- When a witness is called to give evidence, he or she is first sworn in or affirmed (whichever their preference) to testify. The witness should then be introduced to the Board, giving his or her name, the community in which he or she resides, and his or her relationship to the appeal (e.g., a resident living near the development, a municipal official, a member of a community association or group, or another occupation or position related to an aspect of the matter). The witness first answers questions asked by the party who has called him or her to testify. When that party has finished asking questions, the other parties (or their lawyers) have the right to cross-examine that witness. After cross-examination, the Board may ask additional questions of the witness. Finally, the party who originally called the witness may re-examine the witness. Re-examination is usually very limited and is only permitted to clarify points covered during cross-examination or in questions by the Board. The entire process is repeated for each witness.
- Most planning hearings take one or two days, while some can take several days. At the conclusion of the presentation of evidence at the hearing, the Board allows each party to make oral comments to summarize their position, including their view of the evidence, highlighting any past Court or Board cases, or any provision of the MGA or the HRM Charter, the municipal planning strategy, or the land-use by-law, which they believe is relevant to their position. In matters involving complex legal issues or a large amount of evidence, the Board may request written submissions following the hearing.
Requests for Formal Intervenor Status
- An intervenor is a person who wishes to fully participate in the appeal including presenting evidence and/or cross-examining witnesses. The Notice of Public Hearing will set out that any requests to participate as an intervenor must be filed by a specified time and are subject to approval by the Board.
- Any person wishing to participate as an intervenor in the public hearing must set out their reasons for the request in writing by the date specified in the Hearing Order. Such requests are subject to objection by any other party.
Applications for Formal Intervenor Status:
- An intervenor:
- has a genuine interest in the outcome of a matter.
- participates in the appeal including presenting evidence or witnesses and may cross-examine witnesses of other participants.
- If a person applies for intervenor status, the burden of proof is on that person to show that they have an interest in the proceeding sufficient to justify their status as a formal intervenor.
- The existing parties must inform the Board by the date set out in the Hearing Order of their position on the person’s request for intervenor status. If no party objects to the application for intervenor status within the time specified by the Board, agreement by the existing parties may be presumed, and the Board may grant intervenor status without holding a preliminary hearing on the issue. If any party objects to the request to intervene, the Board may schedule a preliminary hearing about intervenor status.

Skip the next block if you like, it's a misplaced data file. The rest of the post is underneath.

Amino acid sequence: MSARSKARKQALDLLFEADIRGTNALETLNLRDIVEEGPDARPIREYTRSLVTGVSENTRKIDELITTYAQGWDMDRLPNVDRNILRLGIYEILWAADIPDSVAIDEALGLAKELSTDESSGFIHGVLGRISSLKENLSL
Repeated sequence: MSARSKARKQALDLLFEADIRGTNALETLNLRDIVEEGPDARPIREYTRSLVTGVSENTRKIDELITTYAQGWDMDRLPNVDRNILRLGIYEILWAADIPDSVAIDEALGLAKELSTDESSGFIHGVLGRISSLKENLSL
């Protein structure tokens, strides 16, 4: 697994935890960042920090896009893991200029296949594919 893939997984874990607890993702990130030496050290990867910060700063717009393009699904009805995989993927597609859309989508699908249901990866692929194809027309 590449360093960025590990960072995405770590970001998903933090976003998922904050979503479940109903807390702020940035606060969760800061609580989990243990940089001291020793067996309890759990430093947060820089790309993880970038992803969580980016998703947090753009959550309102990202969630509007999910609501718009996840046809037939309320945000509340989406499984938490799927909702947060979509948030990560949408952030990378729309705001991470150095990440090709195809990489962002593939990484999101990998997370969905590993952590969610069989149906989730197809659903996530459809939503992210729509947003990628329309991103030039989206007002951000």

- The objecting party must file written or visual evidence, along with an explanatory letter or other written submission, upon which the party intends to rely. The party applying for Intervenor Status will have an opportunity to reply to these submissions.
Letters of Comment/Speakers – General Public
Requests to Speak at the Evening Session:
- The Notice of Public Hearing provides an opportunity for members of the public to attend the Public Hearing and provides for an Evening Session. An evening session will be held only if at least one member of the public informs the Board, in writing, within the time limit provided for by the Notice of Public Hearing, of their wish to speak.
- The primary purpose of evening sessions is to provide a less formal, time-consuming, and possibly less expensive forum than that of formal intervenor status for members of the public who wish to express their views on the impact of a planning matter.
- The Board does not allow expert opinion evidence, including expert legal opinions, during evening sessions. To ensure fairness to all parties, legal submissions and arguments by counsel are reserved for the formal parties in the proceeding.
Written Comments from Members of the Public:
- The Notice of Public Hearing will also set out a deadline for any members of the public to file written comments. Any comments received will form part of the evidence and will be an exhibit in the proceeding.
In accordance with the Board’s policies and practices, the Board will normally issue a written decision in all planning matters within 60 days of the hearing or of receipt of the final evidence. All formal participants to a matter will be provided a copy of the written decision. Decisions of the Board are appealable to the Nova Scotia Court of Appeal on matters of fact and law within the timelines prescribed. Past planning decisions of the Board can be accessed through the Decision Archive.